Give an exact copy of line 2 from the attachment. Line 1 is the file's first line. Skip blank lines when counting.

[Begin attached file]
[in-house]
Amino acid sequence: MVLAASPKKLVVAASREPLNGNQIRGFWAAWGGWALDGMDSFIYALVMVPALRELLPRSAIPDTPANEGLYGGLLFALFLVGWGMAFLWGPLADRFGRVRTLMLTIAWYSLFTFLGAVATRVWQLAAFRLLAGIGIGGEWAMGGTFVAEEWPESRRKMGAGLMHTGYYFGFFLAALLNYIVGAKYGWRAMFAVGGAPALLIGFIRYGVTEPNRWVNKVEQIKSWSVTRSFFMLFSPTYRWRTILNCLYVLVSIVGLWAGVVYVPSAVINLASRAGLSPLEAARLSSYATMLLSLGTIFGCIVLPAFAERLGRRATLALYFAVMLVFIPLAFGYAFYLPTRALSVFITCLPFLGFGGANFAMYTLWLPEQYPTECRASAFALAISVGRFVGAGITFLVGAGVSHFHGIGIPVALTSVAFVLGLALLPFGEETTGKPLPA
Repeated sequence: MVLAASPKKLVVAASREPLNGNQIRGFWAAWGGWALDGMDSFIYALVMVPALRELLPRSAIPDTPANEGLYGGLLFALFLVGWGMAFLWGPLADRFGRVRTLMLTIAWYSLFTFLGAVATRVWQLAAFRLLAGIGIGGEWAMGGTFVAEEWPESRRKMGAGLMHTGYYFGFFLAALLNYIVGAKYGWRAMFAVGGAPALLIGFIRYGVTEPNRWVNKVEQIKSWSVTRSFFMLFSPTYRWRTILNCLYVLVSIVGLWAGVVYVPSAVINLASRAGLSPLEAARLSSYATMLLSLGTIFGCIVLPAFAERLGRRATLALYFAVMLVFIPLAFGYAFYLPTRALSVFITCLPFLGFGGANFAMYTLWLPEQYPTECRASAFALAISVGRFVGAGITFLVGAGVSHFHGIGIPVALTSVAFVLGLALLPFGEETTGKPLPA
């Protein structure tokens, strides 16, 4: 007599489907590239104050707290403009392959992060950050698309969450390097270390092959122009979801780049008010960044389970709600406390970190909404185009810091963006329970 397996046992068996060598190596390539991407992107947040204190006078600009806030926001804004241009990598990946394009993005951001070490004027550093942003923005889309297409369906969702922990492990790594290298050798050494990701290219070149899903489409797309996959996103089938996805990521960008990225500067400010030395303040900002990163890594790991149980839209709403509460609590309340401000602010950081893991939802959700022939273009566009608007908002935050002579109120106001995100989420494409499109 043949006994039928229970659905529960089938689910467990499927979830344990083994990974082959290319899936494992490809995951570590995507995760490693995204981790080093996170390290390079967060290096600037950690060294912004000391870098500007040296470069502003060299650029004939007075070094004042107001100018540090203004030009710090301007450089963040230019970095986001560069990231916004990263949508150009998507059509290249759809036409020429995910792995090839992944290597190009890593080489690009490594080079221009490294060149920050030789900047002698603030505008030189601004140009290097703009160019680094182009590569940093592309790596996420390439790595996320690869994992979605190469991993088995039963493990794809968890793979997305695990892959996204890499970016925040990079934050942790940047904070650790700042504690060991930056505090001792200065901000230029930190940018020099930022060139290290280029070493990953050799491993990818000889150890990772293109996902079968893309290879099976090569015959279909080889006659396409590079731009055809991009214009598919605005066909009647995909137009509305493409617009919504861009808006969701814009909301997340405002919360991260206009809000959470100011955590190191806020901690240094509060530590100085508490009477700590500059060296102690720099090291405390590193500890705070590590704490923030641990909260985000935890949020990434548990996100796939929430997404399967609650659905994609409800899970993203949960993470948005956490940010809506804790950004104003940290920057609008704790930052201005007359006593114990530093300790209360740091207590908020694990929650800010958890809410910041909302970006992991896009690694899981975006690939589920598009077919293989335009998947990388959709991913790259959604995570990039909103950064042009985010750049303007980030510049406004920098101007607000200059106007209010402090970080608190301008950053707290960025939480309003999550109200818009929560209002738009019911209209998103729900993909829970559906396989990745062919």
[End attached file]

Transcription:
Amino acid sequence: MVLAASPKKLVVAASREPLNGNQIRGFWAAWGGWALDGMDSFIYALVMVPALRELLPRSAIPDTPANEGLYGGLLFALFLVGWGMAFLWGPLADRFGRVRTLMLTIAWYSLFTFLGAVATRVWQLAAFRLLAGIGIGGEWAMGGTFVAEEWPESRRKMGAGLMHTGYYFGFFLAALLNYIVGAKYGWRAMFAVGGAPALLIGFIRYGVTEPNRWVNKVEQIKSWSVTRSFFMLFSPTYRWRTILNCLYVLVSIVGLWAGVVYVPSAVINLASRAGLSPLEAARLSSYATMLLSLGTIFGCIVLPAFAERLGRRATLALYFAVMLVFIPLAFGYAFYLPTRALSVFITCLPFLGFGGANFAMYTLWLPEQYPTECRASAFALAISVGRFVGAGITFLVGAGVSHFHGIGIPVALTSVAFVLGLALLPFGEETTGKPLPA